An excise tax, also known as a levy, is imposed on goods such as tobacco, alcohol, or fast food. This is usually because these goods are viewed as harmful to the health of the population or to the environment. The goal of this levy is to reduce the consumption of unhealthy and harmful products. The tax rate is 50% on carbonated drinks, 100% on tobacco products, and 100% on energy drinks. If you have started a business in the UAE, you can register for excise tax online via the e-services section on the Federal Tax Authority (FTA) website.

Import and export taxes

Generally, customs duties in the UAE amount to about 5% of the total cost, insurance and freight value. However, some goods are taxed at a higher rate: alcoholic products are taxed at 50% and tobacco products are taxed at 100%. Some products are exempt from customs duty.

Taxes on property in the UAE

There are two property-related taxes in the UAE: the property transfer tax and rental tax.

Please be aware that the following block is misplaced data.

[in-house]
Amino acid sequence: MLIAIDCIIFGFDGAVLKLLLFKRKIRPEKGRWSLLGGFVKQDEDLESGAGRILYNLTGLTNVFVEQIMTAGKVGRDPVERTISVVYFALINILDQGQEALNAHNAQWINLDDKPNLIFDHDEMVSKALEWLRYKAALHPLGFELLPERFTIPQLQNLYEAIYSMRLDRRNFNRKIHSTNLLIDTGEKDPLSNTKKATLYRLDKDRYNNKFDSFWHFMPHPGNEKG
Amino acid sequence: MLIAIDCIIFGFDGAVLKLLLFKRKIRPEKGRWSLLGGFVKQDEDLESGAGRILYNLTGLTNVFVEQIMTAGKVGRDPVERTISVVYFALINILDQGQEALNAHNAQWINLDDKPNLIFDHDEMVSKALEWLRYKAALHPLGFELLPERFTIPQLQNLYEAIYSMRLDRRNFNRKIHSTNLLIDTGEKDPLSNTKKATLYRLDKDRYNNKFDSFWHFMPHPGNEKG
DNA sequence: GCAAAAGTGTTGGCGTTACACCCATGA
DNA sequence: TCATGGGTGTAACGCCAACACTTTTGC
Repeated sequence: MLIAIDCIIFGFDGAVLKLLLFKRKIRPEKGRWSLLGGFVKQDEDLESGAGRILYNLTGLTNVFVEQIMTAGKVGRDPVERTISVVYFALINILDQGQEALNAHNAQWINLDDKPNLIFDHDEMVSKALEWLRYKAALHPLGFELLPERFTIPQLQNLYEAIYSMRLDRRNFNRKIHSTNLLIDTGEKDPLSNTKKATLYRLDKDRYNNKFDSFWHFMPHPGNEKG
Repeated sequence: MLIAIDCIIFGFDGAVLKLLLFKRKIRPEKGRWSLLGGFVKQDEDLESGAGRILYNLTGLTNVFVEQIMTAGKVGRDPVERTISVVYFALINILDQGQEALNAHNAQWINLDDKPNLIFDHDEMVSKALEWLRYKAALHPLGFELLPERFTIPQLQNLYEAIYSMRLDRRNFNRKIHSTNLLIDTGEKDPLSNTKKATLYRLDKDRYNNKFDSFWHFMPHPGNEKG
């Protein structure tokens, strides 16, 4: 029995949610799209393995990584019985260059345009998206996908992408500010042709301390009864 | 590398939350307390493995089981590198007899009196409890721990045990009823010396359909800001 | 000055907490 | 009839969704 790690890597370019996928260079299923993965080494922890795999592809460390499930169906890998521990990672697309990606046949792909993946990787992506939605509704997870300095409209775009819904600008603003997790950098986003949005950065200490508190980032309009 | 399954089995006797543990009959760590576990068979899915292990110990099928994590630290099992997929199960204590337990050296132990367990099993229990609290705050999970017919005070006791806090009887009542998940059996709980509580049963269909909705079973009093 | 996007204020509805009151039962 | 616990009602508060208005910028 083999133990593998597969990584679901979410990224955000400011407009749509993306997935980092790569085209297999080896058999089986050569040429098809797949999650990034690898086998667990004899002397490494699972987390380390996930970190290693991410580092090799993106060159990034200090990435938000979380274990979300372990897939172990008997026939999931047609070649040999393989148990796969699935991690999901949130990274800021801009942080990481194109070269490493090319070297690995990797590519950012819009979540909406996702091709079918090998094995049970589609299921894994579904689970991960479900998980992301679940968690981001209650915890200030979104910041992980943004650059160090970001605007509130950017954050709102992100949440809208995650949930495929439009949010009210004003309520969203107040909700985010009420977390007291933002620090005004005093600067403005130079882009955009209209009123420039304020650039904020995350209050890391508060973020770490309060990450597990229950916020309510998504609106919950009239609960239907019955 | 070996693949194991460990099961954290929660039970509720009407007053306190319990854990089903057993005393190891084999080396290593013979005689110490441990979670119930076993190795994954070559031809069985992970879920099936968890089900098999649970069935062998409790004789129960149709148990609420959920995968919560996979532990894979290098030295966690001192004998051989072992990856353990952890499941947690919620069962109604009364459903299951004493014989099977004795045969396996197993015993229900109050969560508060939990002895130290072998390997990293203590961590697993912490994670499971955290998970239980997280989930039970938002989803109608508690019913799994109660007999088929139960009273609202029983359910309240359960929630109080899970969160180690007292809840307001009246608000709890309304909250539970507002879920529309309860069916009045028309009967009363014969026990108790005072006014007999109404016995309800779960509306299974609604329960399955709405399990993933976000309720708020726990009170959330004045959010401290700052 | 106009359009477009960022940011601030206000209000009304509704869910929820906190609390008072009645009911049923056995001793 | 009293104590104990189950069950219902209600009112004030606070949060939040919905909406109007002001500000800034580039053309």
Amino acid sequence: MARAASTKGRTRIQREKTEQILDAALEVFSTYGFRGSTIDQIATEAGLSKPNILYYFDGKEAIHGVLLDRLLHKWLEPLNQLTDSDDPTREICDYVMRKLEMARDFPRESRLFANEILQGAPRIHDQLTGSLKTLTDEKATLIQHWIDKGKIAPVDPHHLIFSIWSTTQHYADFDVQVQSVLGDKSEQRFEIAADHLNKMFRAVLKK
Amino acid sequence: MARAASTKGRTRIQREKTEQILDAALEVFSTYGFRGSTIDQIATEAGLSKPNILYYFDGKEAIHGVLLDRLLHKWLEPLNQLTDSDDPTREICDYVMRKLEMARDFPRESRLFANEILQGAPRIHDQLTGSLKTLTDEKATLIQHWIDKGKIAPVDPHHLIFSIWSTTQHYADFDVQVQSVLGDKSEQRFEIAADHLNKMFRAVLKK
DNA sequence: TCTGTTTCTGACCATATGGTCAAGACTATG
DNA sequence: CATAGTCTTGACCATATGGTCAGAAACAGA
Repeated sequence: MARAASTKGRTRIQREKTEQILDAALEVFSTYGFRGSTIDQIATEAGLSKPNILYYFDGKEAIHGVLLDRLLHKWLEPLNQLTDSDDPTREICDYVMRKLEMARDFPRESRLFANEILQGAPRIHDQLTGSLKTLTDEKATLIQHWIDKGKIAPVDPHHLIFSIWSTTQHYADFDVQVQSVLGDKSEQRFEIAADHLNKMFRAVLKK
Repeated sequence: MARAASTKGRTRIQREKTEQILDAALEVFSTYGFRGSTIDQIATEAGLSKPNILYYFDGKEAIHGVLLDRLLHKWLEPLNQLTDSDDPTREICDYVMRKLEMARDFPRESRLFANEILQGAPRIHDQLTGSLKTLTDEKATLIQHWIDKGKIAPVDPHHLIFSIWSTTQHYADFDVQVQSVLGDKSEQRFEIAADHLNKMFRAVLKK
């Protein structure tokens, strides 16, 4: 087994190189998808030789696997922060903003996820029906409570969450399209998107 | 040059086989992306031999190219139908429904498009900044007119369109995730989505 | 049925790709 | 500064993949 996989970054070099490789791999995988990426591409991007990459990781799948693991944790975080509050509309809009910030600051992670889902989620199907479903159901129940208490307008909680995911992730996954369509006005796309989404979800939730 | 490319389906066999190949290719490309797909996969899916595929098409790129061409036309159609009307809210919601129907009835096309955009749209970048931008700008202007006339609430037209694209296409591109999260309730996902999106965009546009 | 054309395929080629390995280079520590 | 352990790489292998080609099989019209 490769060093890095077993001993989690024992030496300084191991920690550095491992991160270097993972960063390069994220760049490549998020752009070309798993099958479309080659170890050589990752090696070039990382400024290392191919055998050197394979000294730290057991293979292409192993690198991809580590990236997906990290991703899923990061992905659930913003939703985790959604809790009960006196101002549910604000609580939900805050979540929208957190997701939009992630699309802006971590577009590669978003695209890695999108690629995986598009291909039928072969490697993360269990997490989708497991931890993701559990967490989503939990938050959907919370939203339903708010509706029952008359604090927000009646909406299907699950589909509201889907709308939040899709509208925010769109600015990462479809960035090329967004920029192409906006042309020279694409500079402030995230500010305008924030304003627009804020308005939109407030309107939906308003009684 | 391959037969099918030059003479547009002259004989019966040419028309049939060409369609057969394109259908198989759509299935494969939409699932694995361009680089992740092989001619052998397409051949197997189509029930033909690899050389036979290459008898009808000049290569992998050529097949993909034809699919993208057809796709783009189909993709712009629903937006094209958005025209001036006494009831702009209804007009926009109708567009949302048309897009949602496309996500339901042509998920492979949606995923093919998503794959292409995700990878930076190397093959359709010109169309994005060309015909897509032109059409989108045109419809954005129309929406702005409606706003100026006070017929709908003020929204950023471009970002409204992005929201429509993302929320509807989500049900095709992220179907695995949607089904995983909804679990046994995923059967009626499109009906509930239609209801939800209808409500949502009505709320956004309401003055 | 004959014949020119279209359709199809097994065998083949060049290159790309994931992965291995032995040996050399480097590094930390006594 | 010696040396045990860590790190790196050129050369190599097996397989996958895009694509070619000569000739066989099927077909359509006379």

Property transfer tax

The property transfer tax is levied when you transfer property. The rate for this tax differs from one emirate to another. For instance, in Dubai, it currently stands at 4%.

Rental tax

The amount of rental tax also varies across the emirates. In Dubai, tenants in residential complexes typically pay 5% of their annual rent in rental tax. In Abu Dhabi, on the other hand, UAE nationals are exempt from property tax, while expats do pay rental tax in the amount of 3%.

Good to know:

There is no inheritance tax in the UAE. However, keep in mind that if the deceased doesn't have a will, their property will be inherited in accordance with the Islamic Shari'a principles.

UAE taxation for foreigners